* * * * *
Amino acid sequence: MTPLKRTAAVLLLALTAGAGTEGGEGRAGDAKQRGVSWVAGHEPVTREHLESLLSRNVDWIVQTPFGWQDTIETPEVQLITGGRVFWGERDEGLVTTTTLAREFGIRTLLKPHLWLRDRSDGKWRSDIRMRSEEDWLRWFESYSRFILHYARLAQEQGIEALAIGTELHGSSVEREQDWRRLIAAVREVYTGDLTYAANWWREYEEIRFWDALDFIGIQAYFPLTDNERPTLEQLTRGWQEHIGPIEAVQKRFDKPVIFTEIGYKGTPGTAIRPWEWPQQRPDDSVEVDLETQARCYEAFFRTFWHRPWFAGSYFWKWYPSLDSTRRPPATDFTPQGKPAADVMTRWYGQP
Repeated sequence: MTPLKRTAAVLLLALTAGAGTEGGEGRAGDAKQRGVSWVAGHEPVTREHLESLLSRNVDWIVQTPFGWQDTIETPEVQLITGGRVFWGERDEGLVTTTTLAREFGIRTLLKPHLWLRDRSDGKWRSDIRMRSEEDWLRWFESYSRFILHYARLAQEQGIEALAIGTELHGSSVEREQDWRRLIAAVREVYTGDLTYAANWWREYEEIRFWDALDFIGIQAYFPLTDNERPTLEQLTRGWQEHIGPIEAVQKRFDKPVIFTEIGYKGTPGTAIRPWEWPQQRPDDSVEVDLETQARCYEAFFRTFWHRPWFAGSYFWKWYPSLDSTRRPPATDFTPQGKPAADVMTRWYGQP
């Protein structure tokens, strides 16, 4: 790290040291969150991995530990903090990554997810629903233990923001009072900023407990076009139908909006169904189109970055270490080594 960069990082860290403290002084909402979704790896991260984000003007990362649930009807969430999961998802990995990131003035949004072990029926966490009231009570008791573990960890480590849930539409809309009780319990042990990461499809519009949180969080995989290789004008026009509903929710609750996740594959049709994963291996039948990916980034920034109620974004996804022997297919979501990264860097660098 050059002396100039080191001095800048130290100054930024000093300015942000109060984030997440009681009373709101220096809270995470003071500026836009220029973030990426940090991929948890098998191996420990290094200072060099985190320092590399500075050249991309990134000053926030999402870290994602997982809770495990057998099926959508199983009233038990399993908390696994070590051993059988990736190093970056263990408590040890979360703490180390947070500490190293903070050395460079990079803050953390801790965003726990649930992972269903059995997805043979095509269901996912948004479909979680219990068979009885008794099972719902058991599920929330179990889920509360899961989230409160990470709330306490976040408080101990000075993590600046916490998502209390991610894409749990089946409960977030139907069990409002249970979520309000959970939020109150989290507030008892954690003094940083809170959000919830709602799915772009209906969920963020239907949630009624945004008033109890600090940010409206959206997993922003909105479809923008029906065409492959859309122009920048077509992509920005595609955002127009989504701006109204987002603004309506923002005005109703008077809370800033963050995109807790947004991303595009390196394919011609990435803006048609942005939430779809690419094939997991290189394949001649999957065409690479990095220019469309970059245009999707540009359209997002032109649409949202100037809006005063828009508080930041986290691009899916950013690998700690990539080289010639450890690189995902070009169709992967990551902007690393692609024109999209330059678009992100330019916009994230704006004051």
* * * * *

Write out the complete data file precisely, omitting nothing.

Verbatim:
Amino acid sequence: MTPLKRTAAVLLLALTAGAGTEGGEGRAGDAKQRGVSWVAGHEPVTREHLESLLSRNVDWIVQTPFGWQDTIETPEVQLITGGRVFWGERDEGLVTTTTLAREFGIRTLLKPHLWLRDRSDGKWRSDIRMRSEEDWLRWFESYSRFILHYARLAQEQGIEALAIGTELHGSSVEREQDWRRLIAAVREVYTGDLTYAANWWREYEEIRFWDALDFIGIQAYFPLTDNERPTLEQLTRGWQEHIGPIEAVQKRFDKPVIFTEIGYKGTPGTAIRPWEWPQQRPDDSVEVDLETQARCYEAFFRTFWHRPWFAGSYFWKWYPSLDSTRRPPATDFTPQGKPAADVMTRWYGQP
Repeated sequence: MTPLKRTAAVLLLALTAGAGTEGGEGRAGDAKQRGVSWVAGHEPVTREHLESLLSRNVDWIVQTPFGWQDTIETPEVQLITGGRVFWGERDEGLVTTTTLAREFGIRTLLKPHLWLRDRSDGKWRSDIRMRSEEDWLRWFESYSRFILHYARLAQEQGIEALAIGTELHGSSVEREQDWRRLIAAVREVYTGDLTYAANWWREYEEIRFWDALDFIGIQAYFPLTDNERPTLEQLTRGWQEHIGPIEAVQKRFDKPVIFTEIGYKGTPGTAIRPWEWPQQRPDDSVEVDLETQARCYEAFFRTFWHRPWFAGSYFWKWYPSLDSTRRPPATDFTPQGKPAADVMTRWYGQP
């Protein structure tokens, strides 16, 4: 790290040291969150991995530990903090990554997810629903233990923001009072900023407990076009139908909006169904189109970055270490080594 960069990082860290403290002084909402979704790896991260984000003007990362649930009807969430999961998802990995990131003035949004072990029926966490009231009570008791573990960890480590849930539409809309009780319990042990990461499809519009949180969080995989290789004008026009509903929710609750996740594959049709994963291996039948990916980034920034109620974004996804022997297919979501990264860097660098 050059002396100039080191001095800048130290100054930024000093300015942000109060984030997440009681009373709101220096809270995470003071500026836009220029973030990426940090991929948890098998191996420990290094200072060099985190320092590399500075050249991309990134000053926030999402870290994602997982809770495990057998099926959508199983009233038990399993908390696994070590051993059988990736190093970056263990408590040890979360703490180390947070500490190293903070050395460079990079803050953390801790965003726990649930992972269903059995997805043979095509269901996912948004479909979680219990068979009885008794099972719902058991599920929330179990889920509360899961989230409160990470709330306490976040408080101990000075993590600046916490998502209390991610894409749990089946409960977030139907069990409002249970979520309000959970939020109150989290507030008892954690003094940083809170959000919830709602799915772009209906969920963020239907949630009624945004008033109890600090940010409206959206997993922003909105479809923008029906065409492959859309122009920048077509992509920005595609955002127009989504701006109204987002603004309506923002005005109703008077809370800033963050995109807790947004991303595009390196394919011609990435803006048609942005939430779809690419094939997991290189394949001649999957065409690479990095220019469309970059245009999707540009359209997002032109649409949202100037809006005063828009508080930041986290691009899916950013690998700690990539080289010639450890690189995902070009169709992967990551902007690393692609024109999209330059678009992100330019916009994230704006004051």